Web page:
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7 Tips to Improve Your Time Lapse Videos

Time lapse videos capture the movements of a subject in a unique and captivating way so that viewers can watch storms erupt, flowers bloom, and sunsets happen in just a few seconds or minutes. 

Thanks to improvements in technology, everybody can shoot a time lapse video, whether on their smartphone or their DSLR.

We’ve already covered how to create a time lapse video so in this post, we’re going more in-depth to look at how you can level up your time lapses.

1. Prepare for your shoot

photographer sitting beside tripod watching sunset

Recording a time lapse video requires diligent planning. You need to have some understanding of weather patterns, the weather forecast, the trajectory of the sun, moon or stars, and more. 

For this, there are hundreds of good apps available, including (but not limited to):

Along with checking the data online, visit your shoot to get to know the landscape or potential subjects and how other elements can be used. Explore the area and consider how you might frame the shot. 

Being prepared also means preparing yourself for the shoot. Dress appropriately and bring along water and snacks. 

2. Secure your tripod to prevent camera shake

man standing with secured tripod staring at hills

If there’s one thing that’s especially important when setting up your equipment to shoot a time lapse video or photo, it’s to secure the camera. Any camera jolt or shake could ruin the outcome. 

Not only should you lock down your tripod, but you should also add additional weights, such as your camera bag or sandbags attached with a carabiner, to keep it secure from wind and other movements. 

3. Choose the right lapse interval

Perhaps THE most important aspect of time lapse filming is to determine the right time interval between shots – and thus figure out the speed of the final video. Miscalculate the intervals and your video could look choppy. 

The longer the interval, the faster the movement will be. But the interval you pick all depends on the movement of the elements you’re shooting. Fast-moving subjects might need short intervals between shots while slow-moving objects could do with intervals minutes or even hours apart. 

Clouds, for example, move slowly, so an interval of 10 seconds works well. On the other hand, people walking down a street might only need an interval of two seconds. And what about recording a sunset or the passages of the stars? An interval of 30 seconds will be more suitable. 

4. Shoot manually to avoid flicker

DSLR camera pointing at beach

Flicker is a common unwanted effect in time lapse videos caused by minor differences in exposure between shots. Even the most minute changes between frames are captured.

To avoid flicker, you can try shooting with a manual lens in manual mode. This ensures all settings of the exposure triangle – shutter speed, aperture, and ISO – are locked in so they don’t change between frames. But this only works if the ambient lighting remains the same throughout the shoot.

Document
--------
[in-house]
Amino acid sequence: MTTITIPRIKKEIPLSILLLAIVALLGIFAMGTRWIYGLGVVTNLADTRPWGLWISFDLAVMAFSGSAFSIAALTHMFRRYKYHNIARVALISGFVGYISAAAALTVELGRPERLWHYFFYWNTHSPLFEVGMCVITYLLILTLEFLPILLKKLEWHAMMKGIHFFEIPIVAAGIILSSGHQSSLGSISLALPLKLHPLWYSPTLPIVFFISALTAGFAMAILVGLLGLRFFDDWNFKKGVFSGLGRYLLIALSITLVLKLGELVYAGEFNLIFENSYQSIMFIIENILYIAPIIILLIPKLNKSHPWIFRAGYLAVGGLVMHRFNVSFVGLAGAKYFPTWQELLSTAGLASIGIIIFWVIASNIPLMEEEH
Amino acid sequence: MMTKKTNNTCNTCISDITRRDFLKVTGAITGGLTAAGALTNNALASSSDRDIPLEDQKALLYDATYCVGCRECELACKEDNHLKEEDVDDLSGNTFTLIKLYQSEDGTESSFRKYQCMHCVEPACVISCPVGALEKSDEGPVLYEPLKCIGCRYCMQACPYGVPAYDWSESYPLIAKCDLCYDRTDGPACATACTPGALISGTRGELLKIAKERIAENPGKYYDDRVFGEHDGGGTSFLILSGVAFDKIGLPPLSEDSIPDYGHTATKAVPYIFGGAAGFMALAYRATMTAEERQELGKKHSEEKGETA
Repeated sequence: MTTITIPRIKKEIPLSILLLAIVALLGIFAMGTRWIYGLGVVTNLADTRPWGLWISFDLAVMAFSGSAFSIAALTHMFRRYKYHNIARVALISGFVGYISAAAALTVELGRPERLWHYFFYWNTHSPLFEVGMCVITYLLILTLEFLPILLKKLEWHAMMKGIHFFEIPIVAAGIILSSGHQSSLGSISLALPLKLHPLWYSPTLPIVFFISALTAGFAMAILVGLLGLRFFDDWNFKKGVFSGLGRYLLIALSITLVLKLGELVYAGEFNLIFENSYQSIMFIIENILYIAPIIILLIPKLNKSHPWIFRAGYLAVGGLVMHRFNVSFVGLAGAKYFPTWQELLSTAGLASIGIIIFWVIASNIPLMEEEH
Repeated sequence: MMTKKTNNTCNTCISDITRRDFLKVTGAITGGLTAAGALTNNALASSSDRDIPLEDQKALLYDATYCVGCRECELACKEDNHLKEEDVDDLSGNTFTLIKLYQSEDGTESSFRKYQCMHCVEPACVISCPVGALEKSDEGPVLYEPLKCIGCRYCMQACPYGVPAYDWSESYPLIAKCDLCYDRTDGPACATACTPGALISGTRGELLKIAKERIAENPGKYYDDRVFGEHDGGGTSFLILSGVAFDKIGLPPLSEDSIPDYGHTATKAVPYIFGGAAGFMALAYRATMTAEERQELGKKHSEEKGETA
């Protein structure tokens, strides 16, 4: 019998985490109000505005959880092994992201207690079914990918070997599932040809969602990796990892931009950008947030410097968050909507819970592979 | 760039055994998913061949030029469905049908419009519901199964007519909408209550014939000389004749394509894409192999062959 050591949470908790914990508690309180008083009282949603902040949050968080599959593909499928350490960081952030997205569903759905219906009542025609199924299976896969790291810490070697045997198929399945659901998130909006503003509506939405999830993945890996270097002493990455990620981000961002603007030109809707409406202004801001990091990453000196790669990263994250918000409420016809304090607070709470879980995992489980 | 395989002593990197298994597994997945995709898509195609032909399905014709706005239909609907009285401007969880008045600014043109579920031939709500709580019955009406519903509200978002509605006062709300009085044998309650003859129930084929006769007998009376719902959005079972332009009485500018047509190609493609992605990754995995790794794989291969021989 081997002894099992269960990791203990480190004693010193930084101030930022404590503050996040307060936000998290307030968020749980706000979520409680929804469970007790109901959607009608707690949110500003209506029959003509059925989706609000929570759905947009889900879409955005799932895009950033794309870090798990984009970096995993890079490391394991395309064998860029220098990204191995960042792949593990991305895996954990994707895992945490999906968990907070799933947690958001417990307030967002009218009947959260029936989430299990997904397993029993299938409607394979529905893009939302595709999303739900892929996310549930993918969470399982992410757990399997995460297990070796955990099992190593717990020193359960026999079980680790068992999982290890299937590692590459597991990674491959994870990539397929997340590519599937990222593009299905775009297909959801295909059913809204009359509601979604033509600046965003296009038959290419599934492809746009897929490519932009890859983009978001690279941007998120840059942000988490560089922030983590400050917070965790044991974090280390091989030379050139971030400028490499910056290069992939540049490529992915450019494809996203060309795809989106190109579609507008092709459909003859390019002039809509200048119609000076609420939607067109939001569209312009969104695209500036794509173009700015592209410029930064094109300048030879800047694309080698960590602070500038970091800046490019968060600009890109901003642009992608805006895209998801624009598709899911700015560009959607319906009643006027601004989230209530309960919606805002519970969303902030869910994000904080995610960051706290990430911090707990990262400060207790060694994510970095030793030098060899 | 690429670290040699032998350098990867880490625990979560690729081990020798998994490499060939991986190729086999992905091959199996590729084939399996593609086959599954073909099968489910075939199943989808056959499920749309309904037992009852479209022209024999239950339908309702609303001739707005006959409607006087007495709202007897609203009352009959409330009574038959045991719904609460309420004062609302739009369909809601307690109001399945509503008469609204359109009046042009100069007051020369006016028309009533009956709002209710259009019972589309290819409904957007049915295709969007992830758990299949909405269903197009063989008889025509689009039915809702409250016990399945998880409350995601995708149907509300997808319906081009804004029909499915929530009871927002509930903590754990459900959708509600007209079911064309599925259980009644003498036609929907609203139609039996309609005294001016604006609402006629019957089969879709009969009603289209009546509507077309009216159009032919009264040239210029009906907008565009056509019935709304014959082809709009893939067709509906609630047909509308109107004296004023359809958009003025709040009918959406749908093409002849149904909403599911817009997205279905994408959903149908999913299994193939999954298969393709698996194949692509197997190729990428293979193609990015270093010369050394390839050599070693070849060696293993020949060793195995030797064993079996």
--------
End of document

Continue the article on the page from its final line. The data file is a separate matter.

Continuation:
If you’re shooting at sunrise or sunset, it gets trickier. You’ll need to adjust the exposure throughout the shoot.

Stray light can also leak through the viewfinder and change the exposure so make sure your viewfinder is covered while shooting. 

5. Shoot in RAW format

Yes, time lapse recording involves taking tonnes of photos, so it’s going to take up space on your memory card. It’s understandable then that you’d want to shoot JPEGs to save space. 

Shooting JPEGs gives the camera control over image processing and throws out a lot of the image data. 

But if you shoot in RAW, you’ll give your image a larger dynamic range and more editing possibilities. Essentially, you’ll have far more control over your video in post-production. 

Just make sure you have large, fast memory cards that can process images quickly. Look for memory cards with more than 32GB capacity and write speeds of no less than 50MB/s. 

6. Keep your batteries fully charged

camera on tripod with viewfinder extended

It seems like a no-brainer but time-lapse photography and videography is demanding on your camera. 

Go to your location with fully charged batteries – not just for your camera but for your other accessories, including any external intervalometer, slider, or panning head. 

Carry spare batteries as well, along with a portable charger so you can recharge them. Even better, keep a battery grip on your camera so you can use two batteries at the same time. To conserve your batteries even further, turn off Review Image options.

7. Add movement to your time lapse 

A time lapse video can have two types of movement. The first is the fast-paced motion of the elements you’re capturing, such as the moving clouds or cars. Your camera can be stationary to capture this kind of movement. 

The second movement involves moving the camera itself so that it pans across a scene as it captures the external movement. This type of filming will uplevel your time lapse photography instantly. 

To do this, you need to mount your camera to a motorised pan or tilt head, maybe along with a slider. 

Are you ready to create time lapse videos?

Get the basics on how to film a time lapse and start getting creative with these time lapse video ideas. We’d love to see the results!

Not got the right equipment? Visit us in-store and we’ll help you prepare for your next time lapse adventure. 

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